Metronidazole is a separate, fully synthetic antibiotic, discovered in the fifties and on the market from the sixties onwards. It is applied on microorganisms that can survive in the absence of oxygen (anaerobic); like the organisms that cause ulcers, diarrhoea caused by giardiasis (an infection of the small intestine), the venereal disease trichomonas and the infamous hospital bacterium Clostridioides difficile. The latter organism is present in almost all humans and is a member of the common intestinal flora. But overproduction of the bacterium will cause diarrhoea. Faecal transplantation appears to be an effective solution as well. A modern alternative is fidaxomicin, a member of the macrolides/erythromycines family.

Nitrofurans are fully synthetic as well, and they also date from the fifties. Their applications are almost exclusively in the realm of treatment of the urinal tract. These substances are still much in use for veterinary purposes, and in agricultural chemicals. The list of possible side effects is long, the side effects themselves are often serious. These medicines had almost been taken off the market, but because of resistance problems with many other agents they are on the rise again now. Therefore, reports on cancer caused by nitrofurans will appear in the press once more. Other serious side effects can be damage to the lungs, neuropathy, skin inflammations, destruction of blood platelets and liver damage.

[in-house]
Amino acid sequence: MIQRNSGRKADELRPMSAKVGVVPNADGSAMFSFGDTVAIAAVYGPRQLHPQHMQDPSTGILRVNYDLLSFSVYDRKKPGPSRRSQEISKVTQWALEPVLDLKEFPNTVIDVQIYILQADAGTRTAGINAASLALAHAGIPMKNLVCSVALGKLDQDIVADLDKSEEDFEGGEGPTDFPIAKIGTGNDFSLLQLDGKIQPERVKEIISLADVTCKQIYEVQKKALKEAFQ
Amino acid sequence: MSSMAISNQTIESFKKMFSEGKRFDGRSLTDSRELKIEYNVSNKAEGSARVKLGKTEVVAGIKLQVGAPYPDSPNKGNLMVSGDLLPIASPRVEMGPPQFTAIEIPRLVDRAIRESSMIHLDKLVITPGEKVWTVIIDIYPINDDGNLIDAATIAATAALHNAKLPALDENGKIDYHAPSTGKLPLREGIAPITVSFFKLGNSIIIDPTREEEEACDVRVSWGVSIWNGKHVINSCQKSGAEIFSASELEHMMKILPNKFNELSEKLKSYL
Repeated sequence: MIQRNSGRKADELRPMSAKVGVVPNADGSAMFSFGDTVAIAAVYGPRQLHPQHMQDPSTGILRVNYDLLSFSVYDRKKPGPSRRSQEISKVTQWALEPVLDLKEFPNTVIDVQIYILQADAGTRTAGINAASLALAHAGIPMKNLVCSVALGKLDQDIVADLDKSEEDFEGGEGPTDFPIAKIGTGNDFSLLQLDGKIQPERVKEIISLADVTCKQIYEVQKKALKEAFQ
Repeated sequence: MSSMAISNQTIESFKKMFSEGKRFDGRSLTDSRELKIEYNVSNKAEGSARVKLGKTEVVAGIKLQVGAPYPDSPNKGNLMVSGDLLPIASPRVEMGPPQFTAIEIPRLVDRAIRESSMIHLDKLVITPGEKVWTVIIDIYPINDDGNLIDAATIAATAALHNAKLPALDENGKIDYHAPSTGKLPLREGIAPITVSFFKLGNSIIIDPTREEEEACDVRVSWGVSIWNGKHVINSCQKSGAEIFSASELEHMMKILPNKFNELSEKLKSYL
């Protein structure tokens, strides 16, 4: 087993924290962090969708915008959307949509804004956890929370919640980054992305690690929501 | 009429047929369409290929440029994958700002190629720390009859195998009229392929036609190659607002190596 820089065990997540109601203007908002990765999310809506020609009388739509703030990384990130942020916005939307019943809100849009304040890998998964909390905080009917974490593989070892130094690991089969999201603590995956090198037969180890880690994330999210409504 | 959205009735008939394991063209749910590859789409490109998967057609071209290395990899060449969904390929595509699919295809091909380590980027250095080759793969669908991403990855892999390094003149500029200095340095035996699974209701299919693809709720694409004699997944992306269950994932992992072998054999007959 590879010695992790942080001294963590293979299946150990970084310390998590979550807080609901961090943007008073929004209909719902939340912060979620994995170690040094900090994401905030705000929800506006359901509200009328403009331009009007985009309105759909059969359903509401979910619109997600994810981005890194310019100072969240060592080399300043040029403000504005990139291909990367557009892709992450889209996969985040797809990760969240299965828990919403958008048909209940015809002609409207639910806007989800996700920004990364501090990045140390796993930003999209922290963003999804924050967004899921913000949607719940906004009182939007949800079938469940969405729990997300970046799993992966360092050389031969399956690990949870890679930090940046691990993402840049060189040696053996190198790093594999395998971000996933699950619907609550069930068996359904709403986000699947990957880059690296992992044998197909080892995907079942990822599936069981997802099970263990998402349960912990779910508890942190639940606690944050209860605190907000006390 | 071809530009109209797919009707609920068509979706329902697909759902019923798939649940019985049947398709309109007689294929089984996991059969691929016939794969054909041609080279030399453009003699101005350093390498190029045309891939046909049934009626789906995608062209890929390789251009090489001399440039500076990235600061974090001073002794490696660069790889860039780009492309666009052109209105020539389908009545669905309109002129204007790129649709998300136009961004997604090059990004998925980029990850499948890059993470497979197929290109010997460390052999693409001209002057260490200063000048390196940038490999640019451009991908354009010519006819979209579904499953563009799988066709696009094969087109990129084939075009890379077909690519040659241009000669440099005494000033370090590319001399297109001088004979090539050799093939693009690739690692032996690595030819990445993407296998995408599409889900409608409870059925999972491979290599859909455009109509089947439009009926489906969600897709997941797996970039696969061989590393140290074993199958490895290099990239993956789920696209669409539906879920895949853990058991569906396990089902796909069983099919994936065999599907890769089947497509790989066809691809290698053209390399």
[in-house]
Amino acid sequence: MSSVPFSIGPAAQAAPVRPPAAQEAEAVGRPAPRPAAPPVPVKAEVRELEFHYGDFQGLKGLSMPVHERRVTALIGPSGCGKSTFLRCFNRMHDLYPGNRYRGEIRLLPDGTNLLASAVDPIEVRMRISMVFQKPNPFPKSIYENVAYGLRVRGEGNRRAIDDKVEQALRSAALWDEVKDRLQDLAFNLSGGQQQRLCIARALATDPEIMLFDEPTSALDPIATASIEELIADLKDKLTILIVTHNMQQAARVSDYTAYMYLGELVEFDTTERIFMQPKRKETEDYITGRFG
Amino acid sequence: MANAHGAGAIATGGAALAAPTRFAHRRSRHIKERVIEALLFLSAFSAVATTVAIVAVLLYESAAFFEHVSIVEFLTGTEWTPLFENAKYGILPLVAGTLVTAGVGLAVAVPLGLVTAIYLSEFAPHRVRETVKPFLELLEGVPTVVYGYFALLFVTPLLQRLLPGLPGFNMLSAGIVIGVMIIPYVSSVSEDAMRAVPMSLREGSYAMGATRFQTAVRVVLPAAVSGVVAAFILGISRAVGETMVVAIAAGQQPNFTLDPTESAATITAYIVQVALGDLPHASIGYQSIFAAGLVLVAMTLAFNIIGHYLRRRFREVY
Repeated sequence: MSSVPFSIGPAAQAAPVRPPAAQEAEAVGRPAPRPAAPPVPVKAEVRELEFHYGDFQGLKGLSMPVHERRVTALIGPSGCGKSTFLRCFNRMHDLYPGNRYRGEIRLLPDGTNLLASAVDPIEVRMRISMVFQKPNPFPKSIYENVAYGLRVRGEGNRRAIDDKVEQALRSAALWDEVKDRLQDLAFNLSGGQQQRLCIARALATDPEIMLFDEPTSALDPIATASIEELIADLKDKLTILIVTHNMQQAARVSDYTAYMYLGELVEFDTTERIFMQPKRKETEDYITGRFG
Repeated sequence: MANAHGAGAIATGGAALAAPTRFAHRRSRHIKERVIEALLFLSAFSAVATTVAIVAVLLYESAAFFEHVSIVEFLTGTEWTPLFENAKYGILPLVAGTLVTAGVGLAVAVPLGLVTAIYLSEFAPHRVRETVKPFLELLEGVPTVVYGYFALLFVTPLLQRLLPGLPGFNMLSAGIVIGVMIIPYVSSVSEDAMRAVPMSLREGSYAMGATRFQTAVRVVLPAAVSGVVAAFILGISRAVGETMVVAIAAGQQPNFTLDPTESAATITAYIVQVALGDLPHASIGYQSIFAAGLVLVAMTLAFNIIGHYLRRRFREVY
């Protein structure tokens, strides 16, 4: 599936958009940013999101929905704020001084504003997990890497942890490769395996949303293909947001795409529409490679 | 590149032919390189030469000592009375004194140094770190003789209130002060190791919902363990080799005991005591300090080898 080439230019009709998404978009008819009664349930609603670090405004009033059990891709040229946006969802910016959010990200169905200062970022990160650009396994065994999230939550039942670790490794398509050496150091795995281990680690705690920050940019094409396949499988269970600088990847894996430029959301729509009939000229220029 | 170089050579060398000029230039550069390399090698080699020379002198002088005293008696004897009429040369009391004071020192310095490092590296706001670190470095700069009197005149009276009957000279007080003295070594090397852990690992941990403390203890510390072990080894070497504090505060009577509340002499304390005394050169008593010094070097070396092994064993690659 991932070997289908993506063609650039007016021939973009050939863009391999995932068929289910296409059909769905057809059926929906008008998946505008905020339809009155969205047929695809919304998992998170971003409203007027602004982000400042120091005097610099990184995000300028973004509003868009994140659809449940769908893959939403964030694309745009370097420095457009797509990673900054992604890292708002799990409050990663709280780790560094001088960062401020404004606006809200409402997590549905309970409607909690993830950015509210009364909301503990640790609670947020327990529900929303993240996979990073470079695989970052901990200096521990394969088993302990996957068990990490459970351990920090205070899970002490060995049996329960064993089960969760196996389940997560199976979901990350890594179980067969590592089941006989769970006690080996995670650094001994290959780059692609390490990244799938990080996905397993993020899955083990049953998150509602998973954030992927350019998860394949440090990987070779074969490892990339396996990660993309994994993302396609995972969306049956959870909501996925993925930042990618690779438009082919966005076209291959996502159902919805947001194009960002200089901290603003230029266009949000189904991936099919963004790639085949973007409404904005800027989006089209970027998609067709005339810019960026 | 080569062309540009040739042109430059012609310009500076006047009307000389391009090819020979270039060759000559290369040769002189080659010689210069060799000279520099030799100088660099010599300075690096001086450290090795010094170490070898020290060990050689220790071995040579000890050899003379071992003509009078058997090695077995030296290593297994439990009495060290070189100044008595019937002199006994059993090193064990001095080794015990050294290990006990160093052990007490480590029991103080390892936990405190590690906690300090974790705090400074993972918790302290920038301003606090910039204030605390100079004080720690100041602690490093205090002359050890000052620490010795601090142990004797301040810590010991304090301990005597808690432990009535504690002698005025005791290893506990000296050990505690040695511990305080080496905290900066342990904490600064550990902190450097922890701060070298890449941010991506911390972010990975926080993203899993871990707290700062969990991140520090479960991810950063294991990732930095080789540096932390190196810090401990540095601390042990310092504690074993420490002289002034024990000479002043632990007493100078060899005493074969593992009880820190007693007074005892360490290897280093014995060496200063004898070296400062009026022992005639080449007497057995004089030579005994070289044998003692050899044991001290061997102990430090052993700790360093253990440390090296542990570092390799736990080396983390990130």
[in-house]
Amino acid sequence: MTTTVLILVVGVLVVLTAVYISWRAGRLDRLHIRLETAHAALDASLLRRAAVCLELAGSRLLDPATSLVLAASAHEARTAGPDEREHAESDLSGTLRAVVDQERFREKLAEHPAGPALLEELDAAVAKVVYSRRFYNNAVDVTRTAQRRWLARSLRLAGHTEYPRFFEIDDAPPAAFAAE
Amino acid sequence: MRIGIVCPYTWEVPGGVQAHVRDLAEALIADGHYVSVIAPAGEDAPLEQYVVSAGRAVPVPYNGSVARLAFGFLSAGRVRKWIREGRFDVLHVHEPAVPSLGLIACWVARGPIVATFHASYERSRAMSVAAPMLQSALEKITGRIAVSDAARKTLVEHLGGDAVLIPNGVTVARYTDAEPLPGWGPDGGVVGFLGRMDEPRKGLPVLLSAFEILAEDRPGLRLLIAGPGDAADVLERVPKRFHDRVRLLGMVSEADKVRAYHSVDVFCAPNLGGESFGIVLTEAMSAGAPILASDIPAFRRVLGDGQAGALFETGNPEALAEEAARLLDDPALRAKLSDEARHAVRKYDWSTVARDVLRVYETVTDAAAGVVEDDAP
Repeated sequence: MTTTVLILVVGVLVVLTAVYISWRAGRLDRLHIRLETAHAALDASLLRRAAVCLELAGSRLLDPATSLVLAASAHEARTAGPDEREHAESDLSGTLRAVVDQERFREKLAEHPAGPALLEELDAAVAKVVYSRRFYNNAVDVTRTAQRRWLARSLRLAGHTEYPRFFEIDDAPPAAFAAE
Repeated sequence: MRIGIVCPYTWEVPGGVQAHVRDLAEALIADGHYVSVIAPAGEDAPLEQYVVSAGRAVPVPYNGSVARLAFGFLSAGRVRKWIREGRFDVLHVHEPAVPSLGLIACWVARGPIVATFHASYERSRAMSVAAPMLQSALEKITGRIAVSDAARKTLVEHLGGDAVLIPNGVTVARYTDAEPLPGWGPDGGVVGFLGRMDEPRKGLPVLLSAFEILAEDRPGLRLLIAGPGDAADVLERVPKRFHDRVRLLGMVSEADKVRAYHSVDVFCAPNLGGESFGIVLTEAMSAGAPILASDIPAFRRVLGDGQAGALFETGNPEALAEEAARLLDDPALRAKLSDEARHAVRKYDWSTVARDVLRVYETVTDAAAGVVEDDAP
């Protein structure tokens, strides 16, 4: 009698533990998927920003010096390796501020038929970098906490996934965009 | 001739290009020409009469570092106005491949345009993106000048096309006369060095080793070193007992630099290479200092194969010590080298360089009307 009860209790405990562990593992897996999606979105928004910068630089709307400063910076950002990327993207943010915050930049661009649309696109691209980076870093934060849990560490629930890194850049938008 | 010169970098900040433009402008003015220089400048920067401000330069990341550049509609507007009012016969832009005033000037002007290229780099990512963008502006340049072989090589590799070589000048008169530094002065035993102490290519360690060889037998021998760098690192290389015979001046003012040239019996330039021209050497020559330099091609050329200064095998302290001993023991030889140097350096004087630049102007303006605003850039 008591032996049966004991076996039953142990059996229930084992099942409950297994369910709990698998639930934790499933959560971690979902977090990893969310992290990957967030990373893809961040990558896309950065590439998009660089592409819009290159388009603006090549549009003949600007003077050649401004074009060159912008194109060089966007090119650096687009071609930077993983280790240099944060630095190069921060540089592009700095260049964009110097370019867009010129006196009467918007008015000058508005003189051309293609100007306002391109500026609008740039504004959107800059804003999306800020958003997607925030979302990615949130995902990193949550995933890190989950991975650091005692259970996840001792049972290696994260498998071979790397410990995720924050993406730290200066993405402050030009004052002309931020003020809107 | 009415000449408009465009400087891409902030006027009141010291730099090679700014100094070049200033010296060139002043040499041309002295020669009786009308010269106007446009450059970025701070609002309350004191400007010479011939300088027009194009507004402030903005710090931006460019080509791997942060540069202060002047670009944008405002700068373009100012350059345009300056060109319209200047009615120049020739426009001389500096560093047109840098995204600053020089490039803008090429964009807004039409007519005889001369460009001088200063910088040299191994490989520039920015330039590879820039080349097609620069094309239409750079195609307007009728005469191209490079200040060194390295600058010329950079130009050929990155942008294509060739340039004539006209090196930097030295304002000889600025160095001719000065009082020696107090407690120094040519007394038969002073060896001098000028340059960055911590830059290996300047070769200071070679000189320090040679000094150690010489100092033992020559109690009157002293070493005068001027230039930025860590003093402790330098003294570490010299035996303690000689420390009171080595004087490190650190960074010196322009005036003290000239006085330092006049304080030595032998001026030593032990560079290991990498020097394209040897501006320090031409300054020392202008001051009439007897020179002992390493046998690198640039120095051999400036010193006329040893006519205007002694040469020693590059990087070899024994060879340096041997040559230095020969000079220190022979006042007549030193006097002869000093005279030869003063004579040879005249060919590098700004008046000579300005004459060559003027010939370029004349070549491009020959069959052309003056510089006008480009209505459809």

Rifaximin, a semisynthetic representative of the macrolide family. Introduced on the market early this century as a cure for traveller’s diarrhoea.

Linezolid has been introduced on the market by Pfizer with much fuss; supposed to be an antibiotic agent with a lot of potential and applications. Even though it has only been accepted by the FDA as an agent of last resort if all other antibiotics fail; including vancomycin that has been recommended itself as an agent of last resort. In 2009, after a 4 year battle and a $ 2.3 billion fine, Pfizer finally abandons its misleading practices. Linezolid is now included in the list of medicines to be used if all other medication, with special reference to vancomycin, doesn’t work. A dangerous side effect is the interaction with serotonin with possible bizarre psychiatric consequences. On the other hand, linezolid is available worldwide now as a generic agent at low prices – produced by an Indian company.

So far, linezolid is the most successful representative of the oxazolidinones, once thought to be potential successors to cefs and pens, just like the quinolones. From the fifties onwards, they have been researched by Dupont in the US, with positive results in 1978 and 1984. But the development stagnates because the agent damages the liver. In the nineties, Pharmacia & Upjohn (now a subsidiary to Pfizer) continue this research. And in 2000, Linezolid is approved of by the FDA.

Sources:
Wikipedia: all names and products mentioned
N0-nonsense Guide to Antibiotics, Moira Dolan, SmartMedInfo, 2015; ISBN: 978-09968860-2-4
Origins of the Quinolone Class of Antibiotics, Gregory  S. Bisacchi, J.Med.Chem. 2015 (58),4874-4882
Antibiotic Basics for Clinicians, Alan R. Hauser, Wolters Kluwer, 2019 (3rd edition); ISBN: 9781496384485